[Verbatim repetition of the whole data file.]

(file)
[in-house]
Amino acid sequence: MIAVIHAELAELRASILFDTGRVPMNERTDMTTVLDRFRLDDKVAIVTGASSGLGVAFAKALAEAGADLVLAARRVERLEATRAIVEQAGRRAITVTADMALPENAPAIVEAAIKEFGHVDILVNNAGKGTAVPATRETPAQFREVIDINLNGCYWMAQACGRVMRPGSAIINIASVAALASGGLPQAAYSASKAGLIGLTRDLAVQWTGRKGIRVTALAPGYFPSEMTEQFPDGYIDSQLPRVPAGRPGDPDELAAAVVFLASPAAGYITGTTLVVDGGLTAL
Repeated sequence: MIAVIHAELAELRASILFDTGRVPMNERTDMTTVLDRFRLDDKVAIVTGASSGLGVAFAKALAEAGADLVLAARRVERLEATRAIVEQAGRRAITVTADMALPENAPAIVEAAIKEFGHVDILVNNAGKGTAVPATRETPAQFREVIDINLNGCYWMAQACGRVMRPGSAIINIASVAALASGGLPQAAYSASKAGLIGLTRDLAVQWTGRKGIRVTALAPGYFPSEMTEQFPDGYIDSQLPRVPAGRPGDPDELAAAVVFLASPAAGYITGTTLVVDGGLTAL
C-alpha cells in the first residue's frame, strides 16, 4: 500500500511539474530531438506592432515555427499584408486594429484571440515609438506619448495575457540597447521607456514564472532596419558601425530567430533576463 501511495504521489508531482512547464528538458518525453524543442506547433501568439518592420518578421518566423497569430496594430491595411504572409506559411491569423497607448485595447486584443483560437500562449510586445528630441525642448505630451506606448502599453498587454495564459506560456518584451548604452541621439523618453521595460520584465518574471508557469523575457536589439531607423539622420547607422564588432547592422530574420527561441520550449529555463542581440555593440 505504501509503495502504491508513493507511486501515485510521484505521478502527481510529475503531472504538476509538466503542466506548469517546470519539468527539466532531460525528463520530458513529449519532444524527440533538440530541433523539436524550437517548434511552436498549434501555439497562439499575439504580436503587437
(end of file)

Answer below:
[in-house]
Amino acid sequence: MIAVIHAELAELRASILFDTGRVPMNERTDMTTVLDRFRLDDKVAIVTGASSGLGVAFAKALAEAGADLVLAARRVERLEATRAIVEQAGRRAITVTADMALPENAPAIVEAAIKEFGHVDILVNNAGKGTAVPATRETPAQFREVIDINLNGCYWMAQACGRVMRPGSAIINIASVAALASGGLPQAAYSASKAGLIGLTRDLAVQWTGRKGIRVTALAPGYFPSEMTEQFPDGYIDSQLPRVPAGRPGDPDELAAAVVFLASPAAGYITGTTLVVDGGLTAL
Repeated sequence: MIAVIHAELAELRASILFDTGRVPMNERTDMTTVLDRFRLDDKVAIVTGASSGLGVAFAKALAEAGADLVLAARRVERLEATRAIVEQAGRRAITVTADMALPENAPAIVEAAIKEFGHVDILVNNAGKGTAVPATRETPAQFREVIDINLNGCYWMAQACGRVMRPGSAIINIASVAALASGGLPQAAYSASKAGLIGLTRDLAVQWTGRKGIRVTALAPGYFPSEMTEQFPDGYIDSQLPRVPAGRPGDPDELAAAVVFLASPAAGYITGTTLVVDGGLTAL
C-alpha cells in the first residue's frame, strides 16, 4: 500500500511539474530531438506592432515555427499584408486594429484571440515609438506619448495575457540597447521607456514564472532596419558601425530567430533576463 501511495504521489508531482512547464528538458518525453524543442506547433501568439518592420518578421518566423497569430496594430491595411504572409506559411491569423497607448485595447486584443483560437500562449510586445528630441525642448505630451506606448502599453498587454495564459506560456518584451548604452541621439523618453521595460520584465518574471508557469523575457536589439531607423539622420547607422564588432547592422530574420527561441520550449529555463542581440555593440 505504501509503495502504491508513493507511486501515485510521484505521478502527481510529475503531472504538476509538466503542466506548469517546470519539468527539466532531460525528463520530458513529449519532444524527440533538440530541433523539436524550437517548434511552436498549434501555439497562439499575439504580436503587437